Integrated Rate Law Problem - solved

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Chapter 13 Problem 47 “Chemistry: A Molecular Approach” by Tro
The data below show the concentration of cyclobutane (C4H8)
versus time for the following reaction:
C4H8 → 2 C2 H4
Determine the order of the reaction and the value of the rate constant.
What is the rate of reaction when [C4H8]=0.25 M?
Time (s)
[C4H8] (M)
0
10
20
30
40
50
60
70
80
90
100
1
0.894
0.799
0.714
0.638
0.571
0.51
0.456
0.408
0.364
0.326
• Previously, we solved kinetic problems by looking at the
initial rates of a reaction when we started with different
concentrations of reactants. We then used those initial
rates to determine the orders of the reaction and then the
rate constant. This problem shows a different way of
getting the same information.
•
• Whenever you are monitoring the concentration at
different times, you are looking at an “integrated rate law
problem”. We can still determine the order of the reaction
and the rate constant, but it requires looking at the
integrated rate law rather than the rate law expression
itself.
If you look at the summary in Table 13.2 (pg 587
of Tro), it gives you the relevant information on
integrated rate laws. All we need to know is the
result, don’t worry about how they were
determined.
What it tells us is that for ALL zero order rate laws, the concentration at any
time is a linear function. Specifically, for this reaction, the C4H8 concentration
at any time is simply the initial concentration minus “kt” (where k is the rate
constant and t is the time when the reaction started at t=0 sec). This can be
written as:
[C4H8]t = [C4H8]0 – kt
Where the subscript on the concentration indicates the time: “0” for the
initial time=0 sec and “t” for any time after t=0.
It is, possibly, more helpful to look at this equation slightly rearranged:
[C4H8]t = -kt + [C4H8]0
In this format, it is more obviously the equation of a
straight line (y=mx+b, where m is the slope and b is the yintercept)
[C4H8]t = -kt + [C4H8]0
y = mx + b
Now, you can see that a graph of [C4H8]t vs. time should
be a straight line with a slope of –k (m=-k) and a yintercept that is the initial concentration ([C4H8]0) BUT
ONLY IF THE REACTION IS 0 ORDER!
If the reaction was 1st order, you would have a different integrated rate
law:
ln[C4H8]t = ln[C4H8]0 – kt
Again, we can rearrange this to look like a straight line:
ln[C4H8]t = -kt +ln [C4H8]0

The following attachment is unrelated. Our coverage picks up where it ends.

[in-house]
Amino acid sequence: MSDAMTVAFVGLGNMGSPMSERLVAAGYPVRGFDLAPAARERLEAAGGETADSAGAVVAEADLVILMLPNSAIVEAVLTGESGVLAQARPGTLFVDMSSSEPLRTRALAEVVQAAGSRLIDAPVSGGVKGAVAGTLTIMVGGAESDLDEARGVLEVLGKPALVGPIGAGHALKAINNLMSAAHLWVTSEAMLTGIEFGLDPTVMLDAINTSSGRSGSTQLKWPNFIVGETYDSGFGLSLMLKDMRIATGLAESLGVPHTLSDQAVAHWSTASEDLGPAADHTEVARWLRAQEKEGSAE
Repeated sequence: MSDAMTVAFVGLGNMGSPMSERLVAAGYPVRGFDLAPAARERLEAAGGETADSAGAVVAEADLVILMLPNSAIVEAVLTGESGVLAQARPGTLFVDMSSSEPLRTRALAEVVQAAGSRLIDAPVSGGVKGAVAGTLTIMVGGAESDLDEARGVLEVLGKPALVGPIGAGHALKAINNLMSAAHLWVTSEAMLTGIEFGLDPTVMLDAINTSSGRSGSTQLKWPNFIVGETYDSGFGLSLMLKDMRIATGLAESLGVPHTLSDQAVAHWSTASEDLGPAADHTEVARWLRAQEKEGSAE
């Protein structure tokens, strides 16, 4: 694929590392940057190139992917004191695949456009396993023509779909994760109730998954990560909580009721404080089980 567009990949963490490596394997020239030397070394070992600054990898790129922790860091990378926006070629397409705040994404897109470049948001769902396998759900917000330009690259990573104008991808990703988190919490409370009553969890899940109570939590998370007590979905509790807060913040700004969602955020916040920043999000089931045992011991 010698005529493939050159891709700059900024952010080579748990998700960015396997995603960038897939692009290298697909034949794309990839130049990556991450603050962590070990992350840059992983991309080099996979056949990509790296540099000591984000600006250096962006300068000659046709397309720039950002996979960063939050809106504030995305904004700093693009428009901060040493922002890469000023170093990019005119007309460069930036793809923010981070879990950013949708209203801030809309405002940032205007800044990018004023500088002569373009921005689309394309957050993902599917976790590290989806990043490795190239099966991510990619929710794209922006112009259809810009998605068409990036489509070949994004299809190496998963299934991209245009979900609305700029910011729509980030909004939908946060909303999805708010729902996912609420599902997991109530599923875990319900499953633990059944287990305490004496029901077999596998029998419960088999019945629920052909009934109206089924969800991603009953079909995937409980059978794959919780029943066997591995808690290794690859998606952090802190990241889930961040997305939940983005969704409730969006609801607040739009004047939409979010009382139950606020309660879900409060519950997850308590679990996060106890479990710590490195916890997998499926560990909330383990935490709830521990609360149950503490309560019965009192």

y = mx + b
Now, you can see that a graph of ln [C4H8]t vs. time should be a straight
line with a slope of –k (m=-k) and a y-intercept that is the natural log
of the initial concentration (ln [C4H8]0) BUT ONLY IF THE REACTION IS
1st ORDER!
And, similarly, for a 2nd order reaction:
1
[C4H8]t
= 1
[C4H8]0
+kt
Or:
1
[C4H8]t
y
= +kt + 1
[C4H8]0
= mx + b
Now, you can see that a graph of 1/[C4H8]t vs. time should be a straight line with a
slope of k (m=k) and a y-intercept that is the initial concentration (1/[C4H8]0) BUT ONLY
IF THE REACTION IS 2nd ORDER!
To see how this works in a problem, we can take a couple
of approaches:
Graph the data and try to fit it to either a line, a log, or an
inverse (1/x) function.
Graph the different forms of the data and see which one
is a straight line.
Method 2 is the easiest way to do it and takes about 5
minutes in Excel. I simply add 2 new columns where
instead of just the [C4H8], I have the ln of the
concentration and the inverse.
Time
(s)
[C4H8] (M)
ln[C4H8]
1/[C4H8]
0
1
0
1
10
0.894
-0.11205
1.118568
20
0.799
-0.22439
1.251564
30
0.714
-0.33687
1.40056
40
0.638
-0.44942
1.567398
50
0.571
-0.56037
1.751313
60
0.51
-0.67334
1.960784
70
0.456
-0.78526
2.192982
80
0.408
-0.89649
2.45098
90
0.364
-1.0106
2.747253
100
0.326
-1.12086
3.067485
Now I plot all 3 types of concentrations and see
which one gives me a straight line.
It may not be easy to see, but the ln plot is the
straight line. If it helps, plot them on separate
curves and add the trendline with the R-squared
value. The R-square will tell you if it is a straight
line (closer it is to 1.000, the better fit the
straight line).
Since the ln[C4H8] plot gives you a straight line, this means the
reaction is 1st order and, best of all, I now know the rate constant, k,
since the slope is –k:
From the trendline:
m=-0.0112
So, k = 0.0112 s-1
And we can write the rate law expression:
Rate = 0.0112 s-1 [C4H8]
I know that seems like a lot of effort, but it really does only take 10
minutes in Excel (or your favorite graphing program). Try one yourself!
What is the rate of reaction when
[C4H8]=0.25 M?
Once I have the rate law, I can get the rate for
any concentration – as long as the temperature
is constant:
Rate = 0.0112 s−1 [C4H8]
Rate = 0.0112 s−1 [0.25 M]

Rate = 0.0028

Integrate rate law vs. rate law
Once I know the order, I have the integrated rate
law. For 1st order:
[4 8 ]
ln
= −0.0112
[4 8 ]0
Rate = 0.0112 s−1 [C4H8]
The rate law tells you the rate if you know the
concentration.
The integrated rate law tells you the
concentration at all times.

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